Whether you are buying a car, appliance or TV, if you know how to negotiate you can likely pay less. In fact, negotiation is an important part of frugal living. Many people don’t like to negotiate, but the majority of the time you can get a better deal by simply asking for it.
Tips for Effectively Negotiating
First of all, research the item in advance. Are there better deals online? Will another store beat any advertised price? The more you know about what the product is worth, the better you’ll be able to work towards that price. It helps to be informed about what's available, and the possibilities associated with the item in question. If you have proof of the price, such as a sales flyer from another store, or a print out from an online source, that can help bolster your case. But you don't need to pull out prices from other stores immediately.
Silence is a remarkably effective negotiation tool. You can ask, “is this the best you can do?” or “how can we make this more affordable?” After you have asked your question, don't try to make small talk, or suggest some other price. Silence will add pressure on the salesperson to come up with something to offer you. It's actually better for the other person to offer the first price. Once the salesperson offers a suggestion for a price, you can go from there. Actually, hesitating when the salesperson offers his or her first offer can prompt a lower offer almost immediately. At the very least, it will give you an opportunity to introduce the price you have from elsewhere.
Realize, too, that price isn’t the only thing that’s negotiable. You may be able to get accessories or an extended warranty included to sweeten the deal. Don't be so blinded by price that you fail to consider the value of other items. In some cases, the salesperson might not be able to go too low with the price — but it might be possible to offer you something else.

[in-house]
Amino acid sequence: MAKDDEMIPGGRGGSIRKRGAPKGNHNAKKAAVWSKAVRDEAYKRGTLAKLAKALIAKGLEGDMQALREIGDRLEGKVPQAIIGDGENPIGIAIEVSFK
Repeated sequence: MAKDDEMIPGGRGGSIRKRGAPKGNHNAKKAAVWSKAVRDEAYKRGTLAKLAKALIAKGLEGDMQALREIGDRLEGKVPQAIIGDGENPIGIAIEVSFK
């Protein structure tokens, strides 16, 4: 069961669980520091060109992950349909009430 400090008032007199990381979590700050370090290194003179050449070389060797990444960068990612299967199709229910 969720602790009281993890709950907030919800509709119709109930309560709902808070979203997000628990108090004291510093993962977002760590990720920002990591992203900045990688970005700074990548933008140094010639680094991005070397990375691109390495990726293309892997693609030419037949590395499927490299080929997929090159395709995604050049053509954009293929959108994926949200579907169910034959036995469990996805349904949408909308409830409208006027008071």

Negotiating isn’t about bullying the salesperson. You want to make sure that you are polite throughout the transaction, and that maintain a respectful tone. Try to work together so that both sides feel it was a “win-win”. The salesperson can feel as though he or she has made an important sale, and you feel as though you got a good bargain.
Ultimately, if you’re truly not willing to pay a certain amount or you know you can get the product cheaper somewhere else, you may have to be prepared to walk away. This is not a threat to make lightly, and it's one that you can only make if you are really serious about it. Don't offer an ultimatum too quickly. Leave a little wiggle room. And, in the end, if you really can't come to a desirable accommodation, you really will have to walk away.
But if the item really is available elsewhere for a better deal, then you are probably better off taking advantage of that better price.